Intracontinental spread of human invasive Salmonella Typhimurium pathovariants in sub-Saharan Africa

Chinyere K. Okoro, Robert A Kingsley, Thomas R Connor, Simon R. Harris, Christopher M. Parry, Manar N. Al-Mashhadani, Samuel Kariuki, Chisomo L. Msefula, Melita A Gordon, Elizabeth De Pinna, John Wain, Robert S. Heyderman, Stephen Obaro, Pedro L. Alonso, Inacio Mandomando, Calman A MacLennan, Milagritos D. Tapia, Myron M. Levine, Sharon M Tennant, Julian ParkhillGordon Dougan

Research output: Contribution to journalArticleResearchpeer-review

230 Citations (Scopus)

Abstract

A highly invasive form of non-typhoidal Salmonella (iNTS) disease has recently been documented in many countries in sub-Saharan Africa. The most common Salmonella enterica serovar causing this disease is Typhimurium (Salmonella Typhimurium). We applied whole-genome sequence-based phylogenetic methods to define the population structure of sub-Saharan African invasive Salmonella Typhimurium isolates and compared these to global Salmonella Typhimurium populations. Notably, the vast majority of sub-Saharan invasive Salmonella Typhimurium isolates fell within two closely related, highly clustered phylogenetic lineages that we estimate emerged independently ∼52 and ∼35 years ago in close temporal association with the current HIV pandemic. Clonal replacement of isolates from lineage I by those from lineage II was potentially influenced by the use of chloramphenicol for the treatment of iNTS disease. Our analysis suggests that iNTS disease is in part an epidemic in sub-Saharan Africa caused by highly related Salmonella Typhimurium lineages that may have occupied new niches associated with a compromised human population and antibiotic treatment.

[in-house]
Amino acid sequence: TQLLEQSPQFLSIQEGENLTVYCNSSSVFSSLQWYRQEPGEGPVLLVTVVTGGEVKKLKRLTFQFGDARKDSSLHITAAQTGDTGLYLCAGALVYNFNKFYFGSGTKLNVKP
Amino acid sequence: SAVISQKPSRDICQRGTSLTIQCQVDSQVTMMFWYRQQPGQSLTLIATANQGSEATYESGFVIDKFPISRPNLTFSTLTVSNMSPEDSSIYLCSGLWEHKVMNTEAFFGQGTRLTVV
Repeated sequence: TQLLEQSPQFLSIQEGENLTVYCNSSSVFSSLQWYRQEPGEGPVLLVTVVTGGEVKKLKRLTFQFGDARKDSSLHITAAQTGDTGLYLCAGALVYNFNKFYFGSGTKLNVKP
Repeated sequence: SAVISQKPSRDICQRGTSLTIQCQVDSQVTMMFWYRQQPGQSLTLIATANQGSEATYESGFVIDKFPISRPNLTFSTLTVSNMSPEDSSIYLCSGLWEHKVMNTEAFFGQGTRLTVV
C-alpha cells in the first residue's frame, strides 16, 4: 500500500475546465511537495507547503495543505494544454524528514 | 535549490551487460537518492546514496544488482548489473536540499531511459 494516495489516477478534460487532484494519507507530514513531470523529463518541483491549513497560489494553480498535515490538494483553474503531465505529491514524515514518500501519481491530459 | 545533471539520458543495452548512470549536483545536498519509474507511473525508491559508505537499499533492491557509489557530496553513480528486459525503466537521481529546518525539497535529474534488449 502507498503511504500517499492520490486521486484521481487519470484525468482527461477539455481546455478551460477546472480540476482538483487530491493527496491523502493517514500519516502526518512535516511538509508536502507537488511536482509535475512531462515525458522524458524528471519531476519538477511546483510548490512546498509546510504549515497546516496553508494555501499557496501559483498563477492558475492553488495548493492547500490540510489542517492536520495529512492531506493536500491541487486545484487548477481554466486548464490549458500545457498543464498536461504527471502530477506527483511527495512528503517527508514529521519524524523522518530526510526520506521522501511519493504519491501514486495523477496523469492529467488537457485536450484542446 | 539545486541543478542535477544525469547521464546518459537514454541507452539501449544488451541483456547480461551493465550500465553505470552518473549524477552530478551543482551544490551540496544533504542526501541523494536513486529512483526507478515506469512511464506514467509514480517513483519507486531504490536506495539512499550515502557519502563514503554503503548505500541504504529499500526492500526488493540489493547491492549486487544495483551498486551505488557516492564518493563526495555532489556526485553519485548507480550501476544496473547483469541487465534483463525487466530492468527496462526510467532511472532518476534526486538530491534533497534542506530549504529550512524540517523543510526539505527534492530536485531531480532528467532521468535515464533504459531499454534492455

Original languageEnglish
Pages (from-to)1215-1221
Number of pages7
JournalNature Genetics
Volume44
Issue number11
DOIs
Publication statusPublished - Nov 2012
Externally publishedYes

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